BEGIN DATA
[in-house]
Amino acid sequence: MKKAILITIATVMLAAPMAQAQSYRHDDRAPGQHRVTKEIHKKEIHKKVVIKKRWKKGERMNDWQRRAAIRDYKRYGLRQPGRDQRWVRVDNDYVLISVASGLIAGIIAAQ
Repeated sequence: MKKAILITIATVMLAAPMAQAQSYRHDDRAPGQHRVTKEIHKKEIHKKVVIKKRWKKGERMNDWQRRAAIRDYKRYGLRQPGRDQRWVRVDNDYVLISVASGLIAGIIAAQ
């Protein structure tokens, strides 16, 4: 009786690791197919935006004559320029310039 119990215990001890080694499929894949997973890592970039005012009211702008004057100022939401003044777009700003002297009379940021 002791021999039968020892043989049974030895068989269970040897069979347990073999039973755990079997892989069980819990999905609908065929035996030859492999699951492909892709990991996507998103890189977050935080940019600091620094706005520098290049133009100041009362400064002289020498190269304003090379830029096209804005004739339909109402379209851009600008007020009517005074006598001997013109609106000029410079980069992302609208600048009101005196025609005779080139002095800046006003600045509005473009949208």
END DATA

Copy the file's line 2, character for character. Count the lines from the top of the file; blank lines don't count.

Amino acid sequence: MKKAILITIATVMLAAPMAQAQSYRHDDRAPGQHRVTKEIHKKEIHKKVVIKKRWKKGERMNDWQRRAAIRDYKRYGLRQPGRDQRWVRVDNDYVLISVASGLIAGIIAAQ